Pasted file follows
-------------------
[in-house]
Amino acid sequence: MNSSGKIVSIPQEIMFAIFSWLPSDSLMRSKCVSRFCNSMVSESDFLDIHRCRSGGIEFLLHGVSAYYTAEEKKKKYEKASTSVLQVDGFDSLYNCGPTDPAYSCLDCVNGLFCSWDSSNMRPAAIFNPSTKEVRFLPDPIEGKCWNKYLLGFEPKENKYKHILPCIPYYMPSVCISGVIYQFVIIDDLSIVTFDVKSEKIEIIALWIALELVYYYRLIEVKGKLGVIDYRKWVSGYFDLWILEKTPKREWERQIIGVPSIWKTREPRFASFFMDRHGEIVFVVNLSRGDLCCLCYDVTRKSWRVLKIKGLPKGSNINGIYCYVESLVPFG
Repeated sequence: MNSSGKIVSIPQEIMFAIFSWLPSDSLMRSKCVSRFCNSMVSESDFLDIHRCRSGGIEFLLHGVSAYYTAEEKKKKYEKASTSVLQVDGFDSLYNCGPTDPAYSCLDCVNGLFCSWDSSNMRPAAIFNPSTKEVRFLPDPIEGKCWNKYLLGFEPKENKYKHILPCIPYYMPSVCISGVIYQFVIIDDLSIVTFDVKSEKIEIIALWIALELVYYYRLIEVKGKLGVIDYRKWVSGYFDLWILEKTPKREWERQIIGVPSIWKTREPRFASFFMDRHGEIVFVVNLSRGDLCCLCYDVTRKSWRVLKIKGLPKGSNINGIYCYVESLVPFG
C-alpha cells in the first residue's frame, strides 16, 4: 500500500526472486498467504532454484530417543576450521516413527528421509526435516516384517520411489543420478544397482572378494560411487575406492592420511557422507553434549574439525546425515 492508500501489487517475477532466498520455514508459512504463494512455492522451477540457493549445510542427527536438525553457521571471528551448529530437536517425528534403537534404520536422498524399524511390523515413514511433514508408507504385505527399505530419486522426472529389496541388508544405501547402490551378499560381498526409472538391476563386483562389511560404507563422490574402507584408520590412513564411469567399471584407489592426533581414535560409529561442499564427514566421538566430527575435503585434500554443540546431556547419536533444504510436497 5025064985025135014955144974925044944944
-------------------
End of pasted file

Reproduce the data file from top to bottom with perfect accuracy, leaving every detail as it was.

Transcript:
[in-house]
Amino acid sequence: MNSSGKIVSIPQEIMFAIFSWLPSDSLMRSKCVSRFCNSMVSESDFLDIHRCRSGGIEFLLHGVSAYYTAEEKKKKYEKASTSVLQVDGFDSLYNCGPTDPAYSCLDCVNGLFCSWDSSNMRPAAIFNPSTKEVRFLPDPIEGKCWNKYLLGFEPKENKYKHILPCIPYYMPSVCISGVIYQFVIIDDLSIVTFDVKSEKIEIIALWIALELVYYYRLIEVKGKLGVIDYRKWVSGYFDLWILEKTPKREWERQIIGVPSIWKTREPRFASFFMDRHGEIVFVVNLSRGDLCCLCYDVTRKSWRVLKIKGLPKGSNINGIYCYVESLVPFG
Repeated sequence: MNSSGKIVSIPQEIMFAIFSWLPSDSLMRSKCVSRFCNSMVSESDFLDIHRCRSGGIEFLLHGVSAYYTAEEKKKKYEKASTSVLQVDGFDSLYNCGPTDPAYSCLDCVNGLFCSWDSSNMRPAAIFNPSTKEVRFLPDPIEGKCWNKYLLGFEPKENKYKHILPCIPYYMPSVCISGVIYQFVIIDDLSIVTFDVKSEKIEIIALWIALELVYYYRLIEVKGKLGVIDYRKWVSGYFDLWILEKTPKREWERQIIGVPSIWKTREPRFASFFMDRHGEIVFVVNLSRGDLCCLCYDVTRKSWRVLKIKGLPKGSNINGIYCYVESLVPFG
C-alpha cells in the first residue's frame, strides 16, 4: 500500500526472486498467504532454484530417543576450521516413527528421509526435516516384517520411489543420478544397482572378494560411487575406492592420511557422507553434549574439525546425515 492508500501489487517475477532466498520455514508459512504463494512455492522451477540457493549445510542427527536438525553457521571471528551448529530437536517425528534403537534404520536422498524399524511390523515413514511433514508408507504385505527399505530419486522426472529389496541388508544405501547402490551378499560381498526409472538391476563386483562389511560404507563422490574402507584408520590412513564411469567399471584407489592426533581414535560409529561442499564427514566421538566430527575435503585434500554443540546431556547419536533444504510436497 5025064985025135014955144974925044944944